Liberal Democrat leader Tim Farron has been struggling a little bit since the announcement of the snap election. He had positioned himself as the defender of the pro-Europe remain camp, who believe themselves to have been forgotten and marginalised by pro-Brexit politicians. Yet since the confirmation of the June 8th election, Farron’s religious beliefs have come under increasing scrutiny.
Farron appears to hold very conservative Christian views, as became apparent when he refused to say that gay sex is not a sin. It is bizarre that the Lib Dems chose someone with such appalling beliefs to lead them, especially after the debacle of the coalition years (an option Farron has not ruled out repeating).
Much of the media has been hounding Tim Farron regarding his religious views and other MPs are using this as a way to show how progressive they are. Yet this new focus on a politician’s religious beliefs speaks of the hypocrisy of many journalists and political pundits given that Theresa May has herself commented on not just her religion, but more worryingly, how it influences her politics. May for instance has declared that her faith helped guide her decisions.
Can you imagine if Sadiq Khan said he’d ask Allah for guidance on dealing with London’s housing crisis? No? Exactly. So why the silence on May?
Part of this double standard is because of the endemic and entrenched Islamophobia in our society. More broadly such acceptance of May’s faith is because many of the societal norms in Britain are underpinned by the idea that Christianity is a civilised religion (unless expressed in the terms used by Farron, even though many Britons undoubtedly share his views).
As an aside there are also glaring hypocrisies in May’s political speech on Christianity. On the one hand she says her faith helps her make the right choices but on the other she pursues incredibly inhumane policies that clearly aren’t very Christian.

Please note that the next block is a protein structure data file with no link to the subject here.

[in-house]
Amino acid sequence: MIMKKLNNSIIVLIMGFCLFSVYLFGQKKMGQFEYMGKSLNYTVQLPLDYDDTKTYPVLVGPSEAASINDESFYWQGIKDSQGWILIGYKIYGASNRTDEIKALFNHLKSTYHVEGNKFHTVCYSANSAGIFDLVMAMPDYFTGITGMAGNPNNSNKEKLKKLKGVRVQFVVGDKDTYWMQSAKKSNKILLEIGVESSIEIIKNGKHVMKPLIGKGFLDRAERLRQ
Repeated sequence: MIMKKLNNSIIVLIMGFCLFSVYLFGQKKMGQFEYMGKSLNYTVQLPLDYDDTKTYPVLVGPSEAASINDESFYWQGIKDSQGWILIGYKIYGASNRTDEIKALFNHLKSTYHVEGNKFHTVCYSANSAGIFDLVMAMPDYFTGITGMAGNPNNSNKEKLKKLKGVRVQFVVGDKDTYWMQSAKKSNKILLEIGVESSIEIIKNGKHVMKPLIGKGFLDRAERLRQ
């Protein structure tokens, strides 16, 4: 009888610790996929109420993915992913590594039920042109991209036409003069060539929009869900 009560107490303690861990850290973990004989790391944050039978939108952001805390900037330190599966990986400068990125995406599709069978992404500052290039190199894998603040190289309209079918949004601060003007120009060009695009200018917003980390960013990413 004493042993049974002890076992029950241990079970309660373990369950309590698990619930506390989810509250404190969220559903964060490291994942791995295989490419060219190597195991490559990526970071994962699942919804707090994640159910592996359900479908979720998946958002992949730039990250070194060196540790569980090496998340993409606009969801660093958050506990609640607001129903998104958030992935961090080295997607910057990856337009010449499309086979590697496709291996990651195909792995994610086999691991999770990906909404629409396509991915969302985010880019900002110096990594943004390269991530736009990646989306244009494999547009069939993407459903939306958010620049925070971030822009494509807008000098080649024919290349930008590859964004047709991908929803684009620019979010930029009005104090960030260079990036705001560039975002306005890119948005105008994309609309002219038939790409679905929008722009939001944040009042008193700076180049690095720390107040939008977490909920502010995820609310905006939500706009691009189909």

The fact is that Christian cultural values, such as those espoused by Farron and May, are far more prevalent in Western political discourses than we often care to admit. The idea of the West being secular doesn’t hold up to any scrutiny. Christianity undeniably influences society in the Western world, from our judicial system to the way we are schooled. We cannot escape the influence of Christ no matter how badly we might want to.
The US is an extreme example of this and in many ways it is a Christian fundamentalist state. George W. Bush, for instance, operating within the US context which has a clear delineation between Church and State at a constitutional level, famously commented “God would tell me ‘George, go and end the tyranny in Iraq’.”
Bush went on to say:
And now, again, I feel God’s words coming to me, ‘Go get the Palestinians their state and get the Israelis their security, and get peace in the Middle East’. And, by God, I’m gonna do it.
Yet the same media who are currently scrutinising Farron were oddly quiet about this terrifying statement. Instead, they beat the drums of war as they were lead along by Blair and Bush, highlighting a double standard present in much of the press. Journalists should be asking May the same questions they are currently asking Farron, as she shares his faith.
Furthermore the press, which often fetishizes Western secularism, should be trying to understand why May thinks it’s acceptable to ask her “god” for answers on some hugely difficult questions facing the British public. Perhaps it was her “god” who told her to call the snap election!
In short, we need to accept that British society is inherently intertwined with Christian values and that there is no real separation of religion and public life. It’s also worth remembering that smugly pointing to Farron’s homophobia isn’t very useful as Britain has a long history of homophobia that was informed by Christianity and subsequently informed the imposition of anti-sodomy laws in many of the former colonies.